Well-dressed thief does a runner … with two expensive watches

PUBLISHED : Tuesday, 22 April, 2014, 6:29pm
UPDATED : Wednesday, 23 April, 2014, 3:59am

A robber posing as a big spender managed to convince a sales assistant to let him try on two luxury watches at the Zenith Boutique in Tsim Sha Tsui - and then bolted out the door with his HK$480,000 haul, police say.

It was a simple ploy: the 1.8-metre-tall man outran the staff members who chased after him and then disappeared into the holiday crowds on Monday night, a police officer said.

The Cantonese-speaking Chinese man is thought to be aged about 40. He was wearing a yellow polo shirt, black vest and dark trousers at the time of the robbery. According to police, the brazen thief entered the store on the second level of the Ocean Terminal shopping centre on Canton Road shortly before 10pm.

"The sales assistant [unlocked a showcase] and took out two watches to show the man when he asked to view them," a police investigator said yesterday.

"He strapped both watches on one wrist then ran out of the shop when no one was guarding the entry. Staff members gave chase immediately, but lost him in the busy shopping arcade."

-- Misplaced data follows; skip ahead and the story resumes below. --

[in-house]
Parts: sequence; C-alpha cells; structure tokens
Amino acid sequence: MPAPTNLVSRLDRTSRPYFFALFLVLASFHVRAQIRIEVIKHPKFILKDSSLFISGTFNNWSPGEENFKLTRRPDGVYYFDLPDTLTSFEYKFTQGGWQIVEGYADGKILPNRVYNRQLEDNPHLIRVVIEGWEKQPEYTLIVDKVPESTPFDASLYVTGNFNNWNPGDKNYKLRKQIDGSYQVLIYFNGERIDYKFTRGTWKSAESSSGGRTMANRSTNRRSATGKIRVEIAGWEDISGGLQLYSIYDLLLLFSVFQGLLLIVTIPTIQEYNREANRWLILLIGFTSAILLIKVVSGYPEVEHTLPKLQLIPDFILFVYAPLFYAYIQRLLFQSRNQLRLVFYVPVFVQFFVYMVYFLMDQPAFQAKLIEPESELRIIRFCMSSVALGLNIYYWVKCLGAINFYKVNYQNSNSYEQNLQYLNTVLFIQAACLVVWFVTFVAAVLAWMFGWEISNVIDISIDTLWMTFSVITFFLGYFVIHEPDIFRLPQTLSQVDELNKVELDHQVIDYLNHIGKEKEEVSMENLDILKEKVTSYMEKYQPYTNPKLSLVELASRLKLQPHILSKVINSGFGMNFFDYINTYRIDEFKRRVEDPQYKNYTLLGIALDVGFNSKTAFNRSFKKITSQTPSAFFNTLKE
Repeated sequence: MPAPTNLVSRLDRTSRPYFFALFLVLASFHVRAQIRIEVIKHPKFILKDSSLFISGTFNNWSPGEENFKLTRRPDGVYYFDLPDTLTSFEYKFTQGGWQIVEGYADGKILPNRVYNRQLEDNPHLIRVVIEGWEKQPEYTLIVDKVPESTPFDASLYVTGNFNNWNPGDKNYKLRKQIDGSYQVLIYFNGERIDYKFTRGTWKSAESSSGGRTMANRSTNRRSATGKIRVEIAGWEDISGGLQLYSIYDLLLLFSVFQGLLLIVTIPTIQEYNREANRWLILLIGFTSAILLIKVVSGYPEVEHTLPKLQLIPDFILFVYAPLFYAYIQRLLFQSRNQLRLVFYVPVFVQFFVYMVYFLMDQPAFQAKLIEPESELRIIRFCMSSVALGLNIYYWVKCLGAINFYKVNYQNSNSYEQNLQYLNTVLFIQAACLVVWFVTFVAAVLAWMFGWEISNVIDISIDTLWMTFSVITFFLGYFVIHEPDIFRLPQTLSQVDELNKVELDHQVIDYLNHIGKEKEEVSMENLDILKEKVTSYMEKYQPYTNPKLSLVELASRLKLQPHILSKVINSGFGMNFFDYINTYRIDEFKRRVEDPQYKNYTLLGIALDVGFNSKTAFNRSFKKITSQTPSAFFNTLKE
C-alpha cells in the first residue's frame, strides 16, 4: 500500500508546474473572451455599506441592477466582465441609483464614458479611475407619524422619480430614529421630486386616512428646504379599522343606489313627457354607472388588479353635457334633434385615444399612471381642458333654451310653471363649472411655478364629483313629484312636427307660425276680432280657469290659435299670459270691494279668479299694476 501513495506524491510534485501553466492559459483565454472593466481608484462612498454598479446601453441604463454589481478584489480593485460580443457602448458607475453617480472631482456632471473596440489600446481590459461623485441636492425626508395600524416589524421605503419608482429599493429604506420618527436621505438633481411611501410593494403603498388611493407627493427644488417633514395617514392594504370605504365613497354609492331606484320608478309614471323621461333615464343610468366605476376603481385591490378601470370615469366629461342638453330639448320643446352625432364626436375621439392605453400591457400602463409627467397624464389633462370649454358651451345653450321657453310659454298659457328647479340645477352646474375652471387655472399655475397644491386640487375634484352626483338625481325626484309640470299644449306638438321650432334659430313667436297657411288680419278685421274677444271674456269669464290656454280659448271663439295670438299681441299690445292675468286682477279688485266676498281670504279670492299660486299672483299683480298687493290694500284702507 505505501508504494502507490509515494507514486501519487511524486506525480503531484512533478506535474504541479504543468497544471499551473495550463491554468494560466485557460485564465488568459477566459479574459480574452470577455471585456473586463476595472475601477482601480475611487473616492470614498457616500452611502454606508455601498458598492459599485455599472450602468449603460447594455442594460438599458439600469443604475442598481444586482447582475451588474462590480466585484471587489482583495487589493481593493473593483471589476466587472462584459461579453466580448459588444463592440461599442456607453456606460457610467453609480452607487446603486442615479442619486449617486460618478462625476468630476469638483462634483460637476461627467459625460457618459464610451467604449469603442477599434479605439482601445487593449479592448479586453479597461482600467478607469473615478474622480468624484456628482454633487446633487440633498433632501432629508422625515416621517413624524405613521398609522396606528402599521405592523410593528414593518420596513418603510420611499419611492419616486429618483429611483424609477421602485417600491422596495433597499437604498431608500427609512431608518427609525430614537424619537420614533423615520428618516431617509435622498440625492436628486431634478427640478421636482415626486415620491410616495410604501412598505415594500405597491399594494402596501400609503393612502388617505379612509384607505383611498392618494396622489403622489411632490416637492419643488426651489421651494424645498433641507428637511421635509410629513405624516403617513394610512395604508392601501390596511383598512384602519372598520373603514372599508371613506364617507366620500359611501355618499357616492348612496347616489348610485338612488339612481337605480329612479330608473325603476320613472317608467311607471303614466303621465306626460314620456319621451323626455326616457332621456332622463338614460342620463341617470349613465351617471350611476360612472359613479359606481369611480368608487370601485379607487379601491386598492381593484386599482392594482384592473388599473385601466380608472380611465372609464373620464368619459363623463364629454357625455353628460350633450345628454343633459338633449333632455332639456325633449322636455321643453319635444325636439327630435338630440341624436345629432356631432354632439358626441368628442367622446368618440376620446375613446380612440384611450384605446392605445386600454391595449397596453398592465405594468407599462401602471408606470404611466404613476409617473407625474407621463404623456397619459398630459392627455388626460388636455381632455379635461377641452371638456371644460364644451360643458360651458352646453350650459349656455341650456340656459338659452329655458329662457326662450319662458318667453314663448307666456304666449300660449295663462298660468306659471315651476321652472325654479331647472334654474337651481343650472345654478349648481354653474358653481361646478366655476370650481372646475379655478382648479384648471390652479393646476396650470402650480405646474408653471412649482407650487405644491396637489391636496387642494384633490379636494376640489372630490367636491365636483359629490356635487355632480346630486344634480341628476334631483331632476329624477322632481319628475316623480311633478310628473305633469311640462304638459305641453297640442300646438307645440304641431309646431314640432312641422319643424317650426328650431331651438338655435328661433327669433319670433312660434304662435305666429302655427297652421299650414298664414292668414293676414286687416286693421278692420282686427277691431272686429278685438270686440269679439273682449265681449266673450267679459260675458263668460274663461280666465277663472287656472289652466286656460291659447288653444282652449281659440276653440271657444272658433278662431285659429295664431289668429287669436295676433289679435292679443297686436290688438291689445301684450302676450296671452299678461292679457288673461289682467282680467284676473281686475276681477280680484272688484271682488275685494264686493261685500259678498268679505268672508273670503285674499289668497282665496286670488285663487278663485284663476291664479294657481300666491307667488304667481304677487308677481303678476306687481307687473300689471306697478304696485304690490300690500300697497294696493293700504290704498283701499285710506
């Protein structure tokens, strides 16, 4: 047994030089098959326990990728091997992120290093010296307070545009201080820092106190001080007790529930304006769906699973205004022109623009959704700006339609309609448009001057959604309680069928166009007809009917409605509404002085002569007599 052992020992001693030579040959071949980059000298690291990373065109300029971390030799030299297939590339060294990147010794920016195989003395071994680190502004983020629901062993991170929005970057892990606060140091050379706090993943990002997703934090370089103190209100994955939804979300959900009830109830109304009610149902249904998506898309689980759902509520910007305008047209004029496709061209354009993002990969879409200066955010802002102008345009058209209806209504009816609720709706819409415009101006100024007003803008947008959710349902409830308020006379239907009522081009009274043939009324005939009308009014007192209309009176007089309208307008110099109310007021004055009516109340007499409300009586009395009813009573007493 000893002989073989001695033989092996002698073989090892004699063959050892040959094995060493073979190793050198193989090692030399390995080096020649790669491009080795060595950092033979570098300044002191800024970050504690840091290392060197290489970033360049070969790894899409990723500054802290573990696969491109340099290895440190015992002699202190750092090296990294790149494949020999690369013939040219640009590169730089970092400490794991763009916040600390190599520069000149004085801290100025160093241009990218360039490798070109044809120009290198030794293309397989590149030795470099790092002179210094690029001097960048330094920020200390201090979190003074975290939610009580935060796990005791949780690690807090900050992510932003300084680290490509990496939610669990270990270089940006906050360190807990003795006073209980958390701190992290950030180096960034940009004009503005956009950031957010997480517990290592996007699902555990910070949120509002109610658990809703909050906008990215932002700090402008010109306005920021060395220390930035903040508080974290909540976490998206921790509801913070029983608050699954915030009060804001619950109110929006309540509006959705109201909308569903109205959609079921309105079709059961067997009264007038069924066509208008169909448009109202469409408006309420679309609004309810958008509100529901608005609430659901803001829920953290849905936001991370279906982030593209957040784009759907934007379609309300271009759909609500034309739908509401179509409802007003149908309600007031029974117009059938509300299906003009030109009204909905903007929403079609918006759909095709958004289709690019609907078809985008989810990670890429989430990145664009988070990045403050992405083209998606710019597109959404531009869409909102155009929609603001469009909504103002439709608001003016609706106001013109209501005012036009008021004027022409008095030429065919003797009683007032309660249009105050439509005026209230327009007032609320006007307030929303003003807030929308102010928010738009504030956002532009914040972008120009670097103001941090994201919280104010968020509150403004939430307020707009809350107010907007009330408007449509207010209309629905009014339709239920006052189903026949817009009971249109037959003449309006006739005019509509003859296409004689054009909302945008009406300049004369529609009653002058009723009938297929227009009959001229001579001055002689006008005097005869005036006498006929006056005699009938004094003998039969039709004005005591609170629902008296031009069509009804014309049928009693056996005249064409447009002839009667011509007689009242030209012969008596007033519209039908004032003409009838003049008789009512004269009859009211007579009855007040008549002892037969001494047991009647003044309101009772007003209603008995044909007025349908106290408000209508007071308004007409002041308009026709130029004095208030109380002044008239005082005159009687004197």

The two Zenith watches were priced at HK$250,000 and HK$230,000, police said.

"It appears the man acted alone during the raid," the investigator said.

"But it is possible he had a partner who acted as a lookout outside the shop and directed him to escape."

The Yau Tsim Mong police district crime squad is looking into the case.

One area of investigation was whether the raid was linked with other thefts in the district, which has seen high-end retailers targeted by gangs of thieves whose members include mainland Chinese, Vietnamese, South Asians and Latin Americans, another officer said.

About two months ago, a shoplifter was arrested for stealing a HK$900,000 alligator skin coat from a Burberry store in Tsim Sha Tsui.

Police figures show 31,598 reports of theft across the city last year, a 6.1 per cent drop from 33,664 in 2012. There were 35,026 in 2011 and 34,343 in 2010.